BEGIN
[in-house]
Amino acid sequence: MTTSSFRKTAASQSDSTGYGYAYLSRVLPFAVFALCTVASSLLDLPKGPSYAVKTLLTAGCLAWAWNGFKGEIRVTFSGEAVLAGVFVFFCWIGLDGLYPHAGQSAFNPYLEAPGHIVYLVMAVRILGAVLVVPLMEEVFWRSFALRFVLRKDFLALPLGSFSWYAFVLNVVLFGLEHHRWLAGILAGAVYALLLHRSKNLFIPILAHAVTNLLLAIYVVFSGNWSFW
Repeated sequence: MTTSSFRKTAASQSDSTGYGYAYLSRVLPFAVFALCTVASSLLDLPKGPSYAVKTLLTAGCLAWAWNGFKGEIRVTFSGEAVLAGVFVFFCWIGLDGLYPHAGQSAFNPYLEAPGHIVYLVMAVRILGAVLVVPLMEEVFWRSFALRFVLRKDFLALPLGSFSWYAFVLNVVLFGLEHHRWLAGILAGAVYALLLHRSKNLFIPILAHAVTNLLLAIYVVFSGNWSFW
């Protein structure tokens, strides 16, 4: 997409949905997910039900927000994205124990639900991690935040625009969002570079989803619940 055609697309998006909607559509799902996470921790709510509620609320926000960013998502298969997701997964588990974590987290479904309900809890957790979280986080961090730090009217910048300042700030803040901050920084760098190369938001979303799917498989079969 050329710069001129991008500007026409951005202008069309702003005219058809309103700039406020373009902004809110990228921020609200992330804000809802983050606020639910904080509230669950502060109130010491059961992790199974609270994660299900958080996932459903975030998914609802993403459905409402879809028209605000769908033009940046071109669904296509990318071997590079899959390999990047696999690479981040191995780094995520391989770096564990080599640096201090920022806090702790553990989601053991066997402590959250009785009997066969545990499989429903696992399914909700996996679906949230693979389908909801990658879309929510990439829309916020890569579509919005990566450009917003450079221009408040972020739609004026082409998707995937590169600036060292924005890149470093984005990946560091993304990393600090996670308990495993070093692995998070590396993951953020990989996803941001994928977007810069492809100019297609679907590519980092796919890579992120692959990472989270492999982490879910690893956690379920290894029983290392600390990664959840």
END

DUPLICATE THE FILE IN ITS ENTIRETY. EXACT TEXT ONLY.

[in-house]
Amino acid sequence: MTTSSFRKTAASQSDSTGYGYAYLSRVLPFAVFALCTVASSLLDLPKGPSYAVKTLLTAGCLAWAWNGFKGEIRVTFSGEAVLAGVFVFFCWIGLDGLYPHAGQSAFNPYLEAPGHIVYLVMAVRILGAVLVVPLMEEVFWRSFALRFVLRKDFLALPLGSFSWYAFVLNVVLFGLEHHRWLAGILAGAVYALLLHRSKNLFIPILAHAVTNLLLAIYVVFSGNWSFW
Repeated sequence: MTTSSFRKTAASQSDSTGYGYAYLSRVLPFAVFALCTVASSLLDLPKGPSYAVKTLLTAGCLAWAWNGFKGEIRVTFSGEAVLAGVFVFFCWIGLDGLYPHAGQSAFNPYLEAPGHIVYLVMAVRILGAVLVVPLMEEVFWRSFALRFVLRKDFLALPLGSFSWYAFVLNVVLFGLEHHRWLAGILAGAVYALLLHRSKNLFIPILAHAVTNLLLAIYVVFSGNWSFW
């Protein structure tokens, strides 16, 4: 997409949905997910039900927000994205124990639900991690935040625009969002570079989803619940 055609697309998006909607559509799902996470921790709510509620609320926000960013998502298969997701997964588990974590987290479904309900809890957790979280986080961090730090009217910048300042700030803040901050920084760098190369938001979303799917498989079969 050329710069001129991008500007026409951005202008069309702003005219058809309103700039406020373009902004809110990228921020609200992330804000809802983050606020639910904080509230669950502060109130010491059961992790199974609270994660299900958080996932459903975030998914609802993403459905409402879809028209605000769908033009940046071109669904296509990318071997590079899959390999990047696999690479981040191995780094995520391989770096564990080599640096201090920022806090702790553990989601053991066997402590959250009785009997066969545990499989429903696992399914909700996996679906949230693979389908909801990658879309929510990439829309916020890569579509919005990566450009917003450079221009408040972020739609004026082409998707995937590169600036060292924005890149470093984005990946560091993304990393600090996670308990495993070093692995998070590396993951953020990989996803941001994928977007810069492809100019297609679907590519980092796919890579992120692959990472989270492999982490879910690893956690379920290894029983290392600390990664959840």